Atlas Leans on Amgen, Novartis to Build New Startups

Xconomy Boston — 

[Corrected on 5/16/13, 9:11 a.m., see below] Fresh off raising $265 million to bankroll its ninth fund, Atlas Venture has forged strategic partnerships with Amgen and Novartis to help supply the bigger companies with innovative new drug candidates. The deals represent the latest in a string of alliances that is bringing venture firms and Big Pharma closer together than ever before.

Cambridge, MA-based Atlas announced today that it has struck what it calls “corporate strategic partnership” agreements with Amgen (NASDAQ: AMGN) (through its VC fund, Amgen Ventures), and Novartis (NYSE: NVS). According to Atlas partner Bruce Booth, both pharma giants are “significant” limited partners in Atlas’s latest fund, Atlas IX, which is expected to create at least 15 biotech companies.

Through those agreements, Atlas, Amgen, and Novartis will essentially work together to build biotech startups without locking them into transactions that cap their value.

Here’s how a partnership for a theoretical company would work, according to Atlas’s Booth. Atlas would scout out an interesting drug development platform or therapeutic from academia and seed finance it with around $500,000—or more, with the financial help of Amgen and Novartis—to validate the academic findings. If Atlas is convinced after a six to 12-month period that the technology works, it would put together a $10 million to $15 million Series A round to turn the idea into a company and pursue the next set of experiments needed to gather convincing evidence to support the platform, or various new drug candidates. Amgen or Novartis could be part of that financing round if they choose, but have no contractual obligation to do so.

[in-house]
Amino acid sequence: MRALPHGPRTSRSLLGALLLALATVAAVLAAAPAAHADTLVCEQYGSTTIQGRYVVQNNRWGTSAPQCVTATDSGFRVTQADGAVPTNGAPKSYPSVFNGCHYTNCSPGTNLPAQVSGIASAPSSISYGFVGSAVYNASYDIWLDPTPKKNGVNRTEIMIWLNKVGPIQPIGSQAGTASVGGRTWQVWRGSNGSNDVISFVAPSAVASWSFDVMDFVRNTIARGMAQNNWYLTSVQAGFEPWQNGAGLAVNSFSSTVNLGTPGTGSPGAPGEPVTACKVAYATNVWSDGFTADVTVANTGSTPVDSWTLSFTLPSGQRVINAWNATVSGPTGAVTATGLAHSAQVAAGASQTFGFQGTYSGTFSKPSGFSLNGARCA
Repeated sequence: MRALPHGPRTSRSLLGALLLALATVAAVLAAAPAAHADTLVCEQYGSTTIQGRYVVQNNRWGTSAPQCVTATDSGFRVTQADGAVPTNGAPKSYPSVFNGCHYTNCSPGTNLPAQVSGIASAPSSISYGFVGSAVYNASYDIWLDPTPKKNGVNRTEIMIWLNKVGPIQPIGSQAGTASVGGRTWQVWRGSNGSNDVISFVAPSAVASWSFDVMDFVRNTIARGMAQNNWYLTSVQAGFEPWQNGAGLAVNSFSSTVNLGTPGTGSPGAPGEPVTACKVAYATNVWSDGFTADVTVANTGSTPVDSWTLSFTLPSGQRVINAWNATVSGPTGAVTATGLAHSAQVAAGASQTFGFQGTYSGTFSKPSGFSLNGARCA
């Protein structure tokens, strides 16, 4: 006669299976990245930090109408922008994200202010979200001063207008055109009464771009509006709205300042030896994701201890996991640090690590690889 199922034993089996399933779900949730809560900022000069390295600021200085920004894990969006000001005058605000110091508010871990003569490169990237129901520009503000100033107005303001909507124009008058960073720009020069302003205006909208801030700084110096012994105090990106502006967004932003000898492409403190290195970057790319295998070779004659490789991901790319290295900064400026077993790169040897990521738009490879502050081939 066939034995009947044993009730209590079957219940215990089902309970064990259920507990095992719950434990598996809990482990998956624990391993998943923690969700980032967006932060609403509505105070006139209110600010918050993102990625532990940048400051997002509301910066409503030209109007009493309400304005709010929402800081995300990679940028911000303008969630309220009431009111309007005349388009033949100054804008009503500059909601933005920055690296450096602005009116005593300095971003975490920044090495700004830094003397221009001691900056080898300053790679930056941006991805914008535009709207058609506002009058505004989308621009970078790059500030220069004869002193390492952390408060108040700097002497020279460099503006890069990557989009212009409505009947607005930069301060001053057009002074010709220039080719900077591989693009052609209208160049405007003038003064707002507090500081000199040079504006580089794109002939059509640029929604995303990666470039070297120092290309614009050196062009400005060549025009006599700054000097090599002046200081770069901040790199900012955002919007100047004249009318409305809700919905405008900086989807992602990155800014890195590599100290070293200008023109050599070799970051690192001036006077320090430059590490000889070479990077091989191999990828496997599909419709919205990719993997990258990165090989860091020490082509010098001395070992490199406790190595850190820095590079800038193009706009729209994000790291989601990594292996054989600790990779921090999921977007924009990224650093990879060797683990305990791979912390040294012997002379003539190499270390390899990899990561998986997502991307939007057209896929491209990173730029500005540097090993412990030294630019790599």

Amgen and Novartis, in fact, won’t get any specific transactional rights or equity stakes in the companies that get created. Instead, they will give advice and feedback during the creation process and get the closest seat to watch those companies grow. Amgen and Novartis can then decide, as the startups mature, to eventually license a product if there’s a piece they like, or bid to acquire the entity altogether down the road.

“During that whole time Novartis and Amgen would really have a close proximal view of the scientific progress of those companies and at some point may say, ‘You know what? We like that enough that we’d like to integrate that into our R&D portfolio,’” Booth says. “That would certainly be a successful outcome for us and for [them].”

Atlas has between six and 10 seed-stage companies in Atlas IX already, all of which the firm has been actively communicating with both Amgen and Novartis about. The idea from here is to “cherry pick the ones” that are worth progressing into fully-invested companies, according to Booth.

The partnership is the latest in an … Next Page »

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